Wonder Women!: The Untold Story of American Superheroines (Guevara-Flanagan, 2012)
Wonder Women!: The Untold Story of American Superheroines is a serviceable if somewhat superficial summary of the American feminist movement as reflected through the representation of female heroes in comic books, television, and film.
That any one of those four topics–American feminism, women in comic books, women in television, women in film–could be (and probably has been) the subject of a book length dissertation probably shouldn’t disqualify the film from being an introductory primer on the power that media representation has on identity formation, but it may be inevitable that those most interested in the subject (and hence most willing to watch) will have seen seen more penetrating or comprehensive treatments of the same subject.
That one of those, Jennifer Siebel Newsom’s Miss Representation, is both more comprehensive and more specific does make Wonder Women! suffer a bit by comparison. To cite just one comparison, Miss Representation is chock full of specific facts with sources for them. For example, when I doubted a statistic cited in that film about the amount of money spent in the United States on advertising, I was able to verify it within five minutes. By contrast, when Gloria Stienem states in Wonder Women! that girls need superheroes more than boys because “90%” of all violence is directed towards women–I couldn’t find any sort of verification of that claim. The United States Depart of Justice statistics certainly didn’t appear to coincide with that finding:
Victimization rates per 1,000 persons age 12 or older
Female / Male
All crimes of violence 43 / 60
Rape/sexual assault 4 / .2
Robbery 4 / 8
Assault 35 / 51
Aggravated 8 / 15
Simple 27 / 36
Homicide .04 / .18
Source: BJS, Criminal Victimization 1994,
April 1996, NCJ-158022. Homicide rates were calculated from FBI, Crime in the United States 1994: Uniform Crime Reports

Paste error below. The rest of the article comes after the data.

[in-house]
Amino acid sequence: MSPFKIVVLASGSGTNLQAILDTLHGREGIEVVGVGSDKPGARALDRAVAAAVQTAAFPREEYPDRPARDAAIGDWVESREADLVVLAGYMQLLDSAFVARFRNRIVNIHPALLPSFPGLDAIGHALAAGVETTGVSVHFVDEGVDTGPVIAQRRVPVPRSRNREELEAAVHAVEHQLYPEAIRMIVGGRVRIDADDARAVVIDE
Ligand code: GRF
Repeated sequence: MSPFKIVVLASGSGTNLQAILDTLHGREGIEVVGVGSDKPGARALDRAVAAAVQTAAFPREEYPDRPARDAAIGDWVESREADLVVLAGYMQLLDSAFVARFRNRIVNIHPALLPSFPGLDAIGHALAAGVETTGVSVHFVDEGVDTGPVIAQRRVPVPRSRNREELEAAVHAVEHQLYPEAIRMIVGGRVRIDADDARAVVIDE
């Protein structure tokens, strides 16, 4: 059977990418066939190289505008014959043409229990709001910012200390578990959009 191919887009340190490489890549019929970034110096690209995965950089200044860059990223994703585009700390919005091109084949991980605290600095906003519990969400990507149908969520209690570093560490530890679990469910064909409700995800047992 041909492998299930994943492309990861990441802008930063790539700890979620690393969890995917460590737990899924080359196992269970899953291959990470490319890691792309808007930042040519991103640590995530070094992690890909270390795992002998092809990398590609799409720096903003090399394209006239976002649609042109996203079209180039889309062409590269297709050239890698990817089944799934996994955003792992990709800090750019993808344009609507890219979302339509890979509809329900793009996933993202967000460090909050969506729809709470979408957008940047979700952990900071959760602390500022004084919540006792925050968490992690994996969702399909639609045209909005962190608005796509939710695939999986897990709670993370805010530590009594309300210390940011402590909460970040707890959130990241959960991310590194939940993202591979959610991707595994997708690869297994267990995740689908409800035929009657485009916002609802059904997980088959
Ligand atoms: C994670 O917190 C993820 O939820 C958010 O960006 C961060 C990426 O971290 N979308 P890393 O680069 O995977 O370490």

The blurring of the line between facts and opinion is not particularly unique to arguments about feminism (or from feminists) but it is particularly irksome in a film that laments the power of media to shape our consciousness of issues and present a distorted view of reality.
While the film may lack substance as a persuasive argument, its strength lies in a role as a narrative history. It is the regular people, mostly women, sharing what it meant to them to see a hero that looked like them, that enabled them to have higher aspirations that make the film inspiring, however anecdotally. Lynda Carter–surprisingly–shares that she was cautioned against taking the television role as Wonder Woman, because (no source is attributed) ” a lot of women will end up hating you.” That women were (and perhaps still are) less envious of than hungry for heroines is confirmed by Lindsay Wagner who reports getting numerous testimonials from viewers about how the Bionic Woman inspired them to think beyond more traditional female jobs or roles. Buffy Summers is credited with the same effect on those who labored through difficult high school years at the same time as Josh Whedon’s eponymous hero.
Wonder Women! is never far from an interesting insight or idea, but it doesn’t exactly break new ground. Objections or complications to the rather broad thesis that having female heroines to inspire is good are alluded to but never fully explored. For example, early on it is posited that since only three percent of creative executive positions in media are held by women that men make ninety-seven percent of the decisions regarding how women are portrayed. Yet little consideration is given to the fact that so many of the iconic figures that inspire–Wonder Woman, Buffy Summers, Ellen Ripley, Sarah Connor, Thelma and Louise–were created by men. There are ways of considering that fact that don’t undercut the film’s thesis, but the documentary never quite gets a foothold into a deeper, more substantive conversation.